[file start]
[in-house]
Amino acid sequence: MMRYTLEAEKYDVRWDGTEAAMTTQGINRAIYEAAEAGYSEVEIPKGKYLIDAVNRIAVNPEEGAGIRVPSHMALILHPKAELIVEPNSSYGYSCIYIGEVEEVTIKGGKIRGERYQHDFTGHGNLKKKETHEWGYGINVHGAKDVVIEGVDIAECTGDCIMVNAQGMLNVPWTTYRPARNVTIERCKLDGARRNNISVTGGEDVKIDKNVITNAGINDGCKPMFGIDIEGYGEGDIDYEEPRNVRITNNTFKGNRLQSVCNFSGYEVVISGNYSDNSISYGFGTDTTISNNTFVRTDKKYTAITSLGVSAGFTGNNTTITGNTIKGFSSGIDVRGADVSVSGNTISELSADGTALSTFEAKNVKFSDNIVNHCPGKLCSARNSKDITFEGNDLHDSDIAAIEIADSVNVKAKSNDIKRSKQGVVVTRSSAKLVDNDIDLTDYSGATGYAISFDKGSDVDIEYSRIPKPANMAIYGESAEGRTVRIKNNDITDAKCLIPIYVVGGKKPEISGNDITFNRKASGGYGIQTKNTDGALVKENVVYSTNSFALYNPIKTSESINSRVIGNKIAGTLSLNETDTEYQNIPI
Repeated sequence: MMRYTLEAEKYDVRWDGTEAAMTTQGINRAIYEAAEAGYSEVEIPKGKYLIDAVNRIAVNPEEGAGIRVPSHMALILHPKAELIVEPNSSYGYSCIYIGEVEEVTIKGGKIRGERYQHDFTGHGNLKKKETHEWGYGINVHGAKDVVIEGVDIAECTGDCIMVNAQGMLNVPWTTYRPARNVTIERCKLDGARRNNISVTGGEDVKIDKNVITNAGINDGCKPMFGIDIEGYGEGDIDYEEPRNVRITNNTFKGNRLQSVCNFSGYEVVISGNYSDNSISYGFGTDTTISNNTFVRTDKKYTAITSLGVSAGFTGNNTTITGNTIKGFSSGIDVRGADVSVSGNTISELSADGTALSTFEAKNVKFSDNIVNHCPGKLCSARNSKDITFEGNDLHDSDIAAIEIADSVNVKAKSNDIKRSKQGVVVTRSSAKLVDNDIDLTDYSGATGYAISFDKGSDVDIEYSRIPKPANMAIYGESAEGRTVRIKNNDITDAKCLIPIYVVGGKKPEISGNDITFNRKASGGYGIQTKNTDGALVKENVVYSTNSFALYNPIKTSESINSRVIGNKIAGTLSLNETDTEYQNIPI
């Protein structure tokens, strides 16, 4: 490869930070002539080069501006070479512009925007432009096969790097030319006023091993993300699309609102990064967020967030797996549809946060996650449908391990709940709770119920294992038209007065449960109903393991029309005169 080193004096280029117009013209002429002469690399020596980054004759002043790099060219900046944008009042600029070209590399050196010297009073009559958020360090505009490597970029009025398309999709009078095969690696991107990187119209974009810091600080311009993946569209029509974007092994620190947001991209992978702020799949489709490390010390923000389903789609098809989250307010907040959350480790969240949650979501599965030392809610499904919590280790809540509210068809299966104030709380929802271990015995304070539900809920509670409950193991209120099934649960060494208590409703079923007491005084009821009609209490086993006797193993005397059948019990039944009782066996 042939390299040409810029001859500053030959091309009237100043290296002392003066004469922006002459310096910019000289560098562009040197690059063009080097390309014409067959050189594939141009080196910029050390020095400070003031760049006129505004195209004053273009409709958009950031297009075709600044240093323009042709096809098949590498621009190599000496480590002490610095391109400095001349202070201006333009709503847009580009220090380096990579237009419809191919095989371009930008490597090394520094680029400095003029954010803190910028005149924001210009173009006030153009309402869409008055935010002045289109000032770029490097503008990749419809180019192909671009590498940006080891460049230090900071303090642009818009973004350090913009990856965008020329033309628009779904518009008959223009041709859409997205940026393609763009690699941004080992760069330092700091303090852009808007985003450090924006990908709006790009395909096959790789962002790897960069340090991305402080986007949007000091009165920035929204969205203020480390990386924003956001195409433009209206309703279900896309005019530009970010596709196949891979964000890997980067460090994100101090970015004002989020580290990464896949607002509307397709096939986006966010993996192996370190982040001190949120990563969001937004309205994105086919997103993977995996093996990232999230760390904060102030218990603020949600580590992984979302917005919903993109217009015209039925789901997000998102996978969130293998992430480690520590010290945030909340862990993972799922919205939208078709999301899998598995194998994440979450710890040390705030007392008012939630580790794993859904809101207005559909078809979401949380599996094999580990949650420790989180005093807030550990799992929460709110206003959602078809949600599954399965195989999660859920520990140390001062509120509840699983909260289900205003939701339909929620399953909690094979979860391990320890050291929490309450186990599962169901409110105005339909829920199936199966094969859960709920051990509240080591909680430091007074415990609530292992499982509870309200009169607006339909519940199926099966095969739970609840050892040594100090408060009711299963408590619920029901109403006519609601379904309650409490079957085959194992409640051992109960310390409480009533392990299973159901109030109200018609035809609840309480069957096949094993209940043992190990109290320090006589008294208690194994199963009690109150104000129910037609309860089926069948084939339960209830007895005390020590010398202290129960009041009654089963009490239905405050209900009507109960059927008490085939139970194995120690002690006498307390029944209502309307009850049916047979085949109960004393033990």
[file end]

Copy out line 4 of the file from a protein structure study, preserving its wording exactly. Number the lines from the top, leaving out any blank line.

């Protein structure tokens, strides 16, 4: 490869930070002539080069501006070479512009925007432009096969790097030319006023091993993300699309609102990064967020967030797996549809946060996650449908391990709940709770119920294992038209007065449960109903393991029309005169 080193004096280029117009013209002429002469690399020596980054004759002043790099060219900046944008009042600029070209590399050196010297009073009559958020360090505009490597970029009025398309999709009078095969690696991107990187119209974009810091600080311009993946569209029509974007092994620190947001991209992978702020799949489709490390010390923000389903789609098809989250307010907040959350480790969240949650979501599965030392809610499904919590280790809540509210068809299966104030709380929802271990015995304070539900809920509670409950193991209120099934649960060494208590409703079923007491005084009821009609209490086993006797193993005397059948019990039944009782066996 042939390299040409810029001859500053030959091309009237100043290296002392003066004469922006002459310096910019000289560098562009040197690059063009080097390309014409067959050189594939141009080196910029050390020095400070003031760049006129505004195209004053273009409709958009950031297009075709600044240093323009042709096809098949590498621009190599000496480590002490610095391109400095001349202070201006333009709503847009580009220090380096990579237009419809191919095989371009930008490597090394520094680029400095003029954010803190910028005149924001210009173009006030153009309402869409008055935010002045289109000032770029490097503008990749419809180019192909671009590498940006080891460049230090900071303090642009818009973004350090913009990856965008020329033309628009779904518009008959223009041709859409997205940026393609763009690699941004080992760069330092700091303090852009808007985003450090924006990908709006790009395909096959790789962002790897960069340090991305402080986007949007000091009165920035929204969205203020480390990386924003956001195409433009209206309703279900896309005019530009970010596709196949891979964000890997980067460090994100101090970015004002989020580290990464896949607002509307397709096939986006966010993996192996370190982040001190949120990563969001937004309205994105086919997103993977995996093996990232999230760390904060102030218990603020949600580590992984979302917005919903993109217009015209039925789901997000998102996978969130293998992430480690520590010290945030909340862990993972799922919205939208078709999301899998598995194998994440979450710890040390705030007392008012939630580790794993859904809101207005559909078809979401949380599996094999580990949650420790989180005093807030550990799992929460709110206003959602078809949600599954399965195989999660859920520990140390001062509120509840699983909260289900205003939701339909929620399953909690094979979860391990320890050291929490309450186990599962169901409110105005339909829920199936199966094969859960709920051990509240080591909680430091007074415990609530292992499982509870309200009169607006339909519940199926099966095969739970609840050892040594100090408060009711299963408590619920029901109403006519609601379904309650409490079957085959194992409640051992109960310390409480009533392990299973159901109030109200018609035809609840309480069957096949094993209940043992190990109290320090006589008294208690194994199963009690109150104000129910037609309860089926069948084939339960209830007895005390020590010398202290129960009041009654089963009490239905405050209900009507109960059927008490085939139970194995120690002690006498307390029944209502309307009850049916047979085949109960004393033990």